Task force member Bill Ballard recently spoke with Florida Underwriter on behalf of the group.
Q. With your knowledgeable and energetic group operating in the wings while the lead insurance players in the state government and private insurance sector struggle to find answers to these complex issues, are you hopeful there can be a meeting of the minds anytime soon? Have you been able to persuade any of the key players to see value in your proposal? What kind of access have you had to present your facts?
A. We are hopeful but I cannot say that our hope is well founded. Our persuasion to date has been directed toward having the concept recognized as being worthy of review by disinterested actuaries and economists. No firm commitment to accomplish that has been obtained. We have been able to present the concept to many knowledgeable executive-branch staff in Tallahassee, a few legislators and some trade and civic groups. Representative Bill Heller has made a proper review of our solution an element of his re-election campaign.
Q. It appears that Chief Financial Officer Alex Sink shares your aversion to keeping Florida citizens on the proverbial hook for such high levels of risk. You have cited interest in your proposal from former state Comptroller Robert Milligan. Have you been able to help many legislators understand the real dollars in the assessments their constituents might have to endure? What atmosphere do you anticipate in Tallahassee next session?
A. No, we are not averse to the risk. Our position is that we, the citizens of Florida as a defined population group, already have the risk. When insurance companies have to dip into their own funds, as opposed to the pool of our premiums, to pay big hurricane claims, they have to recapture those funds if they are to stay in business. They do it with higher premiums in the future. It is the same with the reinsurance companies that provide back-up coverage to the insurers. They want to make it back in the short term. Taxes on profits of insurance companies and the profit demands of investors in insurance companies, – together with other factors – make hurricane premiums too costly and too erratic. Surveys conducted by the insurance industry show that a great majority of our citizens do not understand the potential assessments that they will pay for decades if they stay in Florida after the next big hurricane. I cannot tell you what the legislature knows or what it will do.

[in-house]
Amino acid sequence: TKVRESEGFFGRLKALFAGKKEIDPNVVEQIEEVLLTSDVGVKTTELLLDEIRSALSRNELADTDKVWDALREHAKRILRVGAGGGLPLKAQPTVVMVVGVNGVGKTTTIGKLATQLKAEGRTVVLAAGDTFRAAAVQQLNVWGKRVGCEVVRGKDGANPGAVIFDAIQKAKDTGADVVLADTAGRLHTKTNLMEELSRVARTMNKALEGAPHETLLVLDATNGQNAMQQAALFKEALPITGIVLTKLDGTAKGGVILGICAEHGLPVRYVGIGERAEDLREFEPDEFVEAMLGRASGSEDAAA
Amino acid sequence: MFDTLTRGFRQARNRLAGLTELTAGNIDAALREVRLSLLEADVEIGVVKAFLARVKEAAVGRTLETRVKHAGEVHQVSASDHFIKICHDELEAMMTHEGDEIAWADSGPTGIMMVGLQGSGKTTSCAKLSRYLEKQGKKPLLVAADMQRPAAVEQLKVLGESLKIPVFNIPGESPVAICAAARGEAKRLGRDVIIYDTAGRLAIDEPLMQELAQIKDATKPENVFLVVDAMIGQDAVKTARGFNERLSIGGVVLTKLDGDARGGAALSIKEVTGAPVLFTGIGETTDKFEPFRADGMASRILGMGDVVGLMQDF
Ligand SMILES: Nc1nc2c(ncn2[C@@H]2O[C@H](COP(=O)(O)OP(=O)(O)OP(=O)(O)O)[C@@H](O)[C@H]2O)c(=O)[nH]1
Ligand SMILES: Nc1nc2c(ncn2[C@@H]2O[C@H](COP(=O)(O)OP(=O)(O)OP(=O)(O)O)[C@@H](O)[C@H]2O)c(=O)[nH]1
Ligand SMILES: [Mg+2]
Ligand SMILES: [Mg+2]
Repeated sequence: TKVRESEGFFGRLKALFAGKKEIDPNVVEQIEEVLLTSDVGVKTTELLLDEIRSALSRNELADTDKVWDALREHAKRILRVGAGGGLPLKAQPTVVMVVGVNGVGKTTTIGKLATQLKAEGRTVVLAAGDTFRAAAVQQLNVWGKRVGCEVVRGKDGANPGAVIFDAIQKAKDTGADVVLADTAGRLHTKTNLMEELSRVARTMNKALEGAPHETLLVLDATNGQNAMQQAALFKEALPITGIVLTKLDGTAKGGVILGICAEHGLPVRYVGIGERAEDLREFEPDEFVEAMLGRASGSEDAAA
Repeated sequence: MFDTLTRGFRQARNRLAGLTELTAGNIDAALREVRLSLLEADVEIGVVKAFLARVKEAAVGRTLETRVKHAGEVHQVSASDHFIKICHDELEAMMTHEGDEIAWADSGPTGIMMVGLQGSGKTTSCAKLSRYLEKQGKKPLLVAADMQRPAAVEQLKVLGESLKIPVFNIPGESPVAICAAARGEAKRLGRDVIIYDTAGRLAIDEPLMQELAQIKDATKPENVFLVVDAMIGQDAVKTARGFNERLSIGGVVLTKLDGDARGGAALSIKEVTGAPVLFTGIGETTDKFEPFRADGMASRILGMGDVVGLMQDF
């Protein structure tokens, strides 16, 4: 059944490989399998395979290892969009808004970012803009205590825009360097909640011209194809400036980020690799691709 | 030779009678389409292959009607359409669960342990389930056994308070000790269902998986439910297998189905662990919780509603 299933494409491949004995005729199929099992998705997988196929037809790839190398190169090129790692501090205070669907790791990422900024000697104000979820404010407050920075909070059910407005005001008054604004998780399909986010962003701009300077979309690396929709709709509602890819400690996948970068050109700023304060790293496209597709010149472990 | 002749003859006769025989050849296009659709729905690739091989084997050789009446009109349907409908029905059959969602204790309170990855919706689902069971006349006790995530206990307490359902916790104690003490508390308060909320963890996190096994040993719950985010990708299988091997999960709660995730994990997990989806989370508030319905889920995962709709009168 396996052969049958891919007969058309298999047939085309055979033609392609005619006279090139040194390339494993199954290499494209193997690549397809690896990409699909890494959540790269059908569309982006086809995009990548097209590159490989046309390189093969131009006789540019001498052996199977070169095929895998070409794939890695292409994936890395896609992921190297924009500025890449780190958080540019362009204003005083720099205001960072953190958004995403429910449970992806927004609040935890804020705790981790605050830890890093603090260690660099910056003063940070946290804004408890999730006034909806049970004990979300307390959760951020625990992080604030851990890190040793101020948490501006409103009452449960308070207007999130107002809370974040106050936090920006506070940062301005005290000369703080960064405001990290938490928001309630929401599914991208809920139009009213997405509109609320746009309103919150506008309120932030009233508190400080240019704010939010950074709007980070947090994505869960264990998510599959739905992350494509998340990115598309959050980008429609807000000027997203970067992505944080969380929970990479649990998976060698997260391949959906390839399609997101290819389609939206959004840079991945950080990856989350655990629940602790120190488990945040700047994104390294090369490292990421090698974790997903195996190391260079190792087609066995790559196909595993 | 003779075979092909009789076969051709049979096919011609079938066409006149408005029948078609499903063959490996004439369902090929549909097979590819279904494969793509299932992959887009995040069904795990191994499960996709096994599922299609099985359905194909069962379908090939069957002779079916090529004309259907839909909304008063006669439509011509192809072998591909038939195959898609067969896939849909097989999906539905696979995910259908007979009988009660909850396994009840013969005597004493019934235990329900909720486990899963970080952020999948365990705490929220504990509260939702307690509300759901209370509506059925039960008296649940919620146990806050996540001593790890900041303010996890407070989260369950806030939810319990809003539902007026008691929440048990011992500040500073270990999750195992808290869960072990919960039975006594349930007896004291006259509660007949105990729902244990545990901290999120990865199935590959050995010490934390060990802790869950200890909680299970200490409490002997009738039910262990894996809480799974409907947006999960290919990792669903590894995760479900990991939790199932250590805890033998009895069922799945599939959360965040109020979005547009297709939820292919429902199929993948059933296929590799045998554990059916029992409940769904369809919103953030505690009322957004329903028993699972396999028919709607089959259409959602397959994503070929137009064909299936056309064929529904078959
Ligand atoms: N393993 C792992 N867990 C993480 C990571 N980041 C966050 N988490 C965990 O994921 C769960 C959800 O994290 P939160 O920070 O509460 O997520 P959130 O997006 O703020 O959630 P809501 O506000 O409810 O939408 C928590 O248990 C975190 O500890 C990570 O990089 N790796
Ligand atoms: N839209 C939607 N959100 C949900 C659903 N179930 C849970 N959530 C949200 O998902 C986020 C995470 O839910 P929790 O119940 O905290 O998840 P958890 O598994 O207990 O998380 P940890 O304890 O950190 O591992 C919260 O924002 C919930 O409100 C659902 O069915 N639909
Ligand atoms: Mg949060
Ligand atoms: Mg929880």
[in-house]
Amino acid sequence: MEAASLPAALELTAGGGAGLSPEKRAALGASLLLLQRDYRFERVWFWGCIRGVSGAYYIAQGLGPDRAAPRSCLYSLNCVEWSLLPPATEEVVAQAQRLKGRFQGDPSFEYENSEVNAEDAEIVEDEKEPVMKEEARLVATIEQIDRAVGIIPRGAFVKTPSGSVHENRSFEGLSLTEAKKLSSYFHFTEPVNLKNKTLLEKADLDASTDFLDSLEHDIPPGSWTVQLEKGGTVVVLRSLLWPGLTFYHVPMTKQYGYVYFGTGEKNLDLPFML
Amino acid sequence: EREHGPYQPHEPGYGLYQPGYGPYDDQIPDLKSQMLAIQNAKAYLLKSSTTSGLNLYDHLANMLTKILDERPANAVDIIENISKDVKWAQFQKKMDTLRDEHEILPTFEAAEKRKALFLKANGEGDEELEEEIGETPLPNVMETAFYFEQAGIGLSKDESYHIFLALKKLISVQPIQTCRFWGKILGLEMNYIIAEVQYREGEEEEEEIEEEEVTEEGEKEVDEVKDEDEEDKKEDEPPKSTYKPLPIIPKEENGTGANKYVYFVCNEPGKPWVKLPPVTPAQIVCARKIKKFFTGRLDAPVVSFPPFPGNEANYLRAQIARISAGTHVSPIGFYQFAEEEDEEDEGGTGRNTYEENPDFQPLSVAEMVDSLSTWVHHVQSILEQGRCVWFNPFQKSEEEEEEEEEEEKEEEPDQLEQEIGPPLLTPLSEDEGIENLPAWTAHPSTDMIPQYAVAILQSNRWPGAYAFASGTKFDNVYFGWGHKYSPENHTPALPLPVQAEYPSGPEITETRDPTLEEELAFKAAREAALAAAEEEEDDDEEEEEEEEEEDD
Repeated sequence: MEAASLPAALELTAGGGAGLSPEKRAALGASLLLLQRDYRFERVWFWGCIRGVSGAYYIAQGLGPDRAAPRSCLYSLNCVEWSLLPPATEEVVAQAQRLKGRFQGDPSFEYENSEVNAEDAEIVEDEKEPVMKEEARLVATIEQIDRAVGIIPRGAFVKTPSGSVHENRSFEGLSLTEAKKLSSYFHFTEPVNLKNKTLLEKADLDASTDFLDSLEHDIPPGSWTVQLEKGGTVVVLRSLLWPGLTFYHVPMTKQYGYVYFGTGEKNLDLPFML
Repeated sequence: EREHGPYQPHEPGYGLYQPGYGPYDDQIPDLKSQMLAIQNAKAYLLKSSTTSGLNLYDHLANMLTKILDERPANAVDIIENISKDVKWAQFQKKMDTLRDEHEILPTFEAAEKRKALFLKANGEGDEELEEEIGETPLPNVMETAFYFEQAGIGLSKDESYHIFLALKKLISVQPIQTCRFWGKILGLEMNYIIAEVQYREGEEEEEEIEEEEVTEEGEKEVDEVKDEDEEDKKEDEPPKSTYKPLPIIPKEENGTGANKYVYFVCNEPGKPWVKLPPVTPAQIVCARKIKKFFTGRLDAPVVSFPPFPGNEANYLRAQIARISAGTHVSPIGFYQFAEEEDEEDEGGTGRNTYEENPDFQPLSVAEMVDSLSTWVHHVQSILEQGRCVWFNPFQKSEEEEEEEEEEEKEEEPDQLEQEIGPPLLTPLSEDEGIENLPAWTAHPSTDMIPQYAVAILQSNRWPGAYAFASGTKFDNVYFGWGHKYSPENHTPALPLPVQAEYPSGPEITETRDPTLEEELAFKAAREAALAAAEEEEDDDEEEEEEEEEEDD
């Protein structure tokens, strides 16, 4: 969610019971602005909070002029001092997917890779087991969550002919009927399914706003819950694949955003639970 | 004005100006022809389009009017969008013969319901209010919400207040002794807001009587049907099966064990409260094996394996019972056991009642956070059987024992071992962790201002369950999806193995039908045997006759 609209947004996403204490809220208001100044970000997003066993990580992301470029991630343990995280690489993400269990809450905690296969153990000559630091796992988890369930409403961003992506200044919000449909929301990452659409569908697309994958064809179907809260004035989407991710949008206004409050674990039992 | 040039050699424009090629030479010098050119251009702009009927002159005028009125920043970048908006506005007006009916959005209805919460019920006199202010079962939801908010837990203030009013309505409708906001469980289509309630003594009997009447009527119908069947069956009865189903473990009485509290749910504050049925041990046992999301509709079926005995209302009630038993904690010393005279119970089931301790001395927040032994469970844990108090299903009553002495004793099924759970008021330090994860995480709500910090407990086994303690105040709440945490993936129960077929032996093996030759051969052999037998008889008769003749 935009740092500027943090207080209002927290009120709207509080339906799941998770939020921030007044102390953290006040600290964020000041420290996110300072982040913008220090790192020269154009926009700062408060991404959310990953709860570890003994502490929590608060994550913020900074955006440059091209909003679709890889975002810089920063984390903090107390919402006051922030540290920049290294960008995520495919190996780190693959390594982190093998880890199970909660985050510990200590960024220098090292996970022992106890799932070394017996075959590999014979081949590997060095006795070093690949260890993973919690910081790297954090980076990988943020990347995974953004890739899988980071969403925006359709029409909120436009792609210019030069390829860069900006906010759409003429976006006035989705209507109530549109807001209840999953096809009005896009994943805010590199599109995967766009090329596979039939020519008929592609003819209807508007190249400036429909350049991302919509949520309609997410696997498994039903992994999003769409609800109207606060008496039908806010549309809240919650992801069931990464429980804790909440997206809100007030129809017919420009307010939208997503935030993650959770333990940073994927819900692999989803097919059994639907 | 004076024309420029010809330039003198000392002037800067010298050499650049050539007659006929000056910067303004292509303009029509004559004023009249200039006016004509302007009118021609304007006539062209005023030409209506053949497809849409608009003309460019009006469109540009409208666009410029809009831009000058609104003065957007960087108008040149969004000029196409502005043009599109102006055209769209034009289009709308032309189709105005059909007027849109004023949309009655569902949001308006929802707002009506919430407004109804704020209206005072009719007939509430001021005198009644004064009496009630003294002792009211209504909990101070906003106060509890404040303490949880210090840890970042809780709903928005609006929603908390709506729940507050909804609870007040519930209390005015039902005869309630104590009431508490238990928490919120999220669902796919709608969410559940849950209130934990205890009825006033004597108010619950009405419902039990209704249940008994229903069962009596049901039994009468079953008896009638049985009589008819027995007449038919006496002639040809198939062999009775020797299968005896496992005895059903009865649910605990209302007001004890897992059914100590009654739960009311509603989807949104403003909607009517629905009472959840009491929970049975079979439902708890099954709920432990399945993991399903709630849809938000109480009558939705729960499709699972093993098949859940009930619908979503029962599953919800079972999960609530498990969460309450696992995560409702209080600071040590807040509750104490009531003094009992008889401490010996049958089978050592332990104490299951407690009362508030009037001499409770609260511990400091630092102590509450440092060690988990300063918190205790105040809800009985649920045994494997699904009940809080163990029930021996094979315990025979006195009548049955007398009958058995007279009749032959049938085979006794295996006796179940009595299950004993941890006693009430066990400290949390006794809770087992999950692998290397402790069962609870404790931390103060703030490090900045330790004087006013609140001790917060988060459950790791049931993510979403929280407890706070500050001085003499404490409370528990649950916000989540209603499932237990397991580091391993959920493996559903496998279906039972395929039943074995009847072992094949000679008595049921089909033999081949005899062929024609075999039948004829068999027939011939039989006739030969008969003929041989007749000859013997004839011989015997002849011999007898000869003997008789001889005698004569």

Q. With the fiscal fiasco the state finds itself in, is your proposal even more relevant today? What has changed with the state budget’s ability to handle catastrophes?
A. We think it is well worth an in-depth review. Any efficiency in our economy is welcome anytime. The very big thing affecting the state’s catastrophe handling ability is the crunch in the credit markets. If the fund cannot borrow to its limits due to the credit crunch, Citizens and its policyholders have a problem.
Q. With politics at a fever pitch, a global economic near-panic, bankruptcies,
foreclosures, bailouts, and the like, how can you get people to focus on something that may seem almost abstract to them, namely hurricane risk?
A. Short of sending them a big bad hurricane, I don’t know.